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Music Video Distributors presents
Blues Collection: Live at Wilebski's (1984)

"I need a whole lot of lovin' / Cause I'm down in the dumps."
- Valerie Wellington

Review By: Jon Danziger   
Published: October 31, 2002

Stars: Lady Bianca, Dr. John, Archie Shepp, John Lee Hooker
Other Stars: Willie and the Bees, Gravenites-Cippolina Band, Valerie Wellington, Baby Doo Caston, Geoff Muldaur, Minnesota Barking Ducks, Dr. John, Archie Shepp, Ben Sidran
MPAA Rating: Not Rated
Run Time: 01h:18m:06s
Release Date: September 10, 2002
UPC: 022891133896
Genre: music


Style
Grade
Substance
Grade
Image Transfer
Grade
Audio Transfer
Grade
Extras
Grade
B B+C-C C+

DVD Review

What better way to beat those brutal Minnesota winters than with a scalding couple of days of R&B? That seems to be the idea, as this DVD offers highlights of a March 1984 blues festival at Wilebski's Bar in the land of ten thousand lakes, and a dozen or so of the best cuts were culled for this collection.

There aren't many frills here, as it's all about the music—we're thrust right into things with the first cut, Willie and the Bees doing Fine Brown Frame, and then it's a series of songs and quick cuts from performer to performer. What you'll find here is a pretty eclectic mixture, with some familiar faces to blues fans: John Lee Hooker is the grand old man of these proceedings, and Dr. John offers a nice, brief song of his own. Then there are some performers whose reputation may not extend much beyond Wilebski's: if you've heard of the Minnesota Barking Ducks before, you're a more ardent blues fan than I am. But the performances are generally of a high quality, as they vary in style—Corky Siegel is sort of the court jester of these proceedings, performing solo on piano, and Ben Sidran and Archie Shepp perform a duet, on piano and sax, of Willow, Weep For Me that's more akin to jazz than the hard-driving sixteen-bar blues.

The time of filming is very much in evidence, ranging from Lady Bianca's unfortunate spangled headband to one of the guitar players thinking he's so fabulously dapper in his electric pink shirt and turquoise tie. (You could really be a Beau Brummel, baby, if you just gave it half a chance.)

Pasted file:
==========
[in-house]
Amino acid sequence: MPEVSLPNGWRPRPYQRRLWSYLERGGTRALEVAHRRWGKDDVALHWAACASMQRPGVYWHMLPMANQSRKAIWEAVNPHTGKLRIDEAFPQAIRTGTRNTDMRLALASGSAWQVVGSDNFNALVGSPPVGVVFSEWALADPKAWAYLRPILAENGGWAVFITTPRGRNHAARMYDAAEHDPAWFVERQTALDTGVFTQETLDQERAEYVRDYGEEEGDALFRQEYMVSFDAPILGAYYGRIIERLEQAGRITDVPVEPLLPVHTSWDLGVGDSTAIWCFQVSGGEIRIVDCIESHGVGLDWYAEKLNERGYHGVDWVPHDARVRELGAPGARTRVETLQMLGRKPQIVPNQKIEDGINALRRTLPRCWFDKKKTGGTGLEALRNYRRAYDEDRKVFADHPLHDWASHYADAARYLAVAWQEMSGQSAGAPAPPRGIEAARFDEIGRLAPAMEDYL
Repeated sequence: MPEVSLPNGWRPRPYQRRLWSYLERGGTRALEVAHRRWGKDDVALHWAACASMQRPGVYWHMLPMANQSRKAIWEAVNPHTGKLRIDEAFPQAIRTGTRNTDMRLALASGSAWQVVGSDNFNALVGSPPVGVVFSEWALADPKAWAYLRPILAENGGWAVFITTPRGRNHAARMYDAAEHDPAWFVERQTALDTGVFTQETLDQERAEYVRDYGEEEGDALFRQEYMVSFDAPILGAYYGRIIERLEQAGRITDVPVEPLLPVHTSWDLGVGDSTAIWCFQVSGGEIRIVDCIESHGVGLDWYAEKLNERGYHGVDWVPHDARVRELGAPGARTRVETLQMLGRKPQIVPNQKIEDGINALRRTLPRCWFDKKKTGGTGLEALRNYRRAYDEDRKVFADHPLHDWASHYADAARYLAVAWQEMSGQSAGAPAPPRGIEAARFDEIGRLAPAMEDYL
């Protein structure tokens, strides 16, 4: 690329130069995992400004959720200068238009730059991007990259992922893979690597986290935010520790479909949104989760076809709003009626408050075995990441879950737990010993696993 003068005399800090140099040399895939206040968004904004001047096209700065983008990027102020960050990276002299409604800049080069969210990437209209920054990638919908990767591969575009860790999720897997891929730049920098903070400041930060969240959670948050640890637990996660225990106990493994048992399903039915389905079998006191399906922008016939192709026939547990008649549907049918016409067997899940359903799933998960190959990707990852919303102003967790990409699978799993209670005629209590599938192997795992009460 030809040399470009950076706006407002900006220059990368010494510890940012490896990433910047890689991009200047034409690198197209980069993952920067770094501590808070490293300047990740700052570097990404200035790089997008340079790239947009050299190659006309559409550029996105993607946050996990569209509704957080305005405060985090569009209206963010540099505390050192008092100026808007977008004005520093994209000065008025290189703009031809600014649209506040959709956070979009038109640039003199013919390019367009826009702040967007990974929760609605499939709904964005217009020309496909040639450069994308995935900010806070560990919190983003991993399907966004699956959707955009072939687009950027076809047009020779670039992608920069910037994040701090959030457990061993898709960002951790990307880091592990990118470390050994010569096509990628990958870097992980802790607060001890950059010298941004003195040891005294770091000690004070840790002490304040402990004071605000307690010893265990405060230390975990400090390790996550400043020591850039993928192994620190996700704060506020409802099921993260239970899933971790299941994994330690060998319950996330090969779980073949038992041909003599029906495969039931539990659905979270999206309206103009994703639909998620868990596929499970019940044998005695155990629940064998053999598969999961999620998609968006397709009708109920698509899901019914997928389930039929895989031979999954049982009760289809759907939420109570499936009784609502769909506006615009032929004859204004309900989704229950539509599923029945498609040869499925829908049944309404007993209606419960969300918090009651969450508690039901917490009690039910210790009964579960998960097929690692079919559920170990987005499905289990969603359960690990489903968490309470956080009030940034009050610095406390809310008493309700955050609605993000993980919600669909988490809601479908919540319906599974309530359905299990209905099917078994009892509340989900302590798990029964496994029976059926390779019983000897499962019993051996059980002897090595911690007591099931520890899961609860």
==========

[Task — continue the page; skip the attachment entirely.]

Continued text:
There isn't much to the filmmaking—simple titles introduce the performers and the songs, and we get very little sense of the size or flavor of the venue. (There is the occasional cutaway to the dance floor to cover transitions.) It's not really a collection, either, but a concert film, and the songs, with just a couple of exceptions, aren't blues standards. So it's not the last word on the blues, by a long shot, but it's a pretty solid set nonetheless. Here's the complete setlist:

Willie and the Bees, Fine Brown Frame
John Lee Hooker, Boom Boom
Corky Siegel, Half Asleep at the Wheel
Gravenites-Cippolina Band, Down in the Bottom
Valerie Wellington, Down in the Dumps
Baby Doo Caston, Low Down Dog
Geoff Muldaur, Why Should I Love You?
Lady Bianca, Imagination
Gravenites-Cippolina Band, Small Walk-In Box
Minnesota Barking Ducks, Jukes
Dr. John, You Lie Too Much
Archie Shepp and Ben Sidran, Willow, Weep For Me
John Lee Hooker and Lady Bianca, Boogie Woman



Rating for Style: B
Rating for Substance: B+

 

Image Transfer

 One
Aspect Ratio1.33:1 - Full Frame
Original Aspect Ratioyes
Anamorphicno


Image Transfer Review: Colors are badly washed out, and the resolution is severely limited. The image quality is at times so poor that some of the musicians can't be properly discerned, and things aren't helped by the fact that frequently the film crew pointed the cameras directly into the stage lights, making for lots of glare. Not a whole lot to recommend the video quality here.

Image Transfer Grade: C-

 

Audio Transfer

 LanguageRemote Access
MonoEnglishno


Audio Transfer Review: Lots and lots of crackle on the soundtrack, and the mono mix is limited, but the music, despite all that, still sounds pretty good. It's not the most artfully recorded concert movie you'll ever see.

Audio Transfer Grade: C

 

Disc Extras

Static menu
Music/Song Access with 13 cues and remote access
Cast and Crew Biographies
Packaging: generic plastic keepcase
1 Disc
2-Sided disc(s)
Layers: single

Extra Extras:
  1. list of the top fifty blues songs
  2. history of the blues
  3. top thirty artists of the twentieth century
  4. trivia quiz
Extras Review: Informative if brief bios are provided for nine of the performers. There's a list of the top fifty blues songs of all time, though it's not clear who compiled the list, and it doesn't seem at all like a definitive roster. (Number 1: Have You Ever Loved A Woman, by Eric Clapton.) Similarly, a truncated Story of the Blues takes up three panels; if you've never heard the music before, this Cliffs Notes version of its history probably won't do much to make you a fan. Artists of the Century is arbitrary in the same manner that the top fifty list is: it provides a few sentences on thirty musicians, listed alphabetically, from Louis Armstrong to Stevie Wonder. I'm suspicious of a list that includes Madonna, but omits Ella Fitzgerald, Irving Berlin, B.B. King and Little Richard. Finally, there's a thirty-five-question trivia quiz—it's all multiple choice, and annoyingly, no answers are provided.

The flip side of the disc offers the same program for Region Two, and the copy on the case could have used a good proofreader—Valerie Wellington, one of the singers, is listed there as Valerie Washington.

Extras Grade: C+

 

Final Comments

Some good driving blues always help to alleviate the winter blahs. Not a groundbreaking or earth-shattering collection, but it's sure to get you tapping your feet.

 


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